Nordic AquaFarms proposes to build a land-based fish farm at the former Samoa pulp mill that they say would use a mixture of fresh and salt water to raise 33,000 tons of fish (what species is not known), discharging 7.7 million gallons of effluent daily through the existing 1½-mile long ocean outfall. Remodeling the former pulp mill would include sampling soil for contamination and removing the smokestack and other unused structures at the site, along with other improvements.

Click HERE for our statement on the proposed land-based fish farm. We will continue to research and review Nordic AquaFarms’ proposal as new information is made available, and will keep our members and the community informed of opportunities for input.

While they’re not exactly finalized, a Norwegian company’s plans for a proposed fish farm at the site of a former pulp mill are starting to take shape.
“It takes about two years to build it,” said Marianne Naess, Nordic Aquafarms’ commercial director, at a meeting attended by a couple dozen people at the Wharfinger Building in Eureka on Tuesday night. 
Nordic Aquafarms is still going through the permitting process to build the $400 million on-land fish farm on the Samoa Peninsula, but Naess said she expects the company to complete that process this summer and start demolition of the old buildings within a year to a year-and-half. Construction will likely start in 2021 or 2022, meaning fish will be on the market around 2024 or so, Naess said.
In terms of the soil and groundwater, Erik Nielsen, of SHN, said “they’re chipping away at the facility as things become available” because the buildings that remain are blocking their ability to check for dioxins and heavy metals, but so far the results are favorable.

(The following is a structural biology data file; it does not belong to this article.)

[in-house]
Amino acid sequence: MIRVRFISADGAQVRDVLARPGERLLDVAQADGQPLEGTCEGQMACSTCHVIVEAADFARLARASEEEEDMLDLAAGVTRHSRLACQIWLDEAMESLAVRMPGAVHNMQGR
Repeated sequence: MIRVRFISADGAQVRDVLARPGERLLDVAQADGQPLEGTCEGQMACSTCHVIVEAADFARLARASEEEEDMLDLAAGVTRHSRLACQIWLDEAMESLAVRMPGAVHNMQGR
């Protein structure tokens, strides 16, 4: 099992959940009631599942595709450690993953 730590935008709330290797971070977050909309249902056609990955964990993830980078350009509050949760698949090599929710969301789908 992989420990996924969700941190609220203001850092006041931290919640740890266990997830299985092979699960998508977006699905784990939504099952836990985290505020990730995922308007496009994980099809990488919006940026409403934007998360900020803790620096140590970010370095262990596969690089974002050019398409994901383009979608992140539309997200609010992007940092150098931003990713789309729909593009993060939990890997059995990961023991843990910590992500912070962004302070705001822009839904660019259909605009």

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Nordic Aquafarms, the company planning to build a $400 million fish farm at Humboldt Bay, announced Thursday it has fired its new local project director over a photo that surfaced of him posing with a lion he had shot and killed with a rifle.

Shawn Harriman was terminated just a week after the company announced his hiring as the first on-the-ground exec for the major fish farm operation. Harriman had already moved to Humboldt County for the job.

Nordic exec Marianne Naess announced Harriman’s firing after the Lost Coast Outpost asked the company for comment on the photo, which has surfaced on blogs and Twitter feeds over the past several years.

“We have just been made aware of unfortunate circumstances pertaining to Shawn Harriman, who was recently hired as SVP Projects for Nordic Aquafarms in California,” Naess said in a statement.

“We want our Humboldt County partners and the community to know that we take any concerns regarding our values or stewardship of natural resources very seriously and therefore we had no choice but to terminate our relationship with Shawn,” she added.

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The Norwegian recirculating aquaculture system (RAS) company Nordic Aquafarms announced on Nov. 1 that its board of directors has voted to go ahead with the company's plans to build a facility in the US state of California. 

Nordic announced in February that it had entered into an exclusive option agreement with the Humboldt Bay Harbor District, in Humboldt County, to lease 30 acres. The new facility, which is to be located in an area known as the Samoa Peninsula, near the Northern California town of Eureka, has been estimated to represent a potential $400 million investment and is expected to ultimately produce as much as 27,000 metric tons of fish annually, while creating 80 jobs in the area.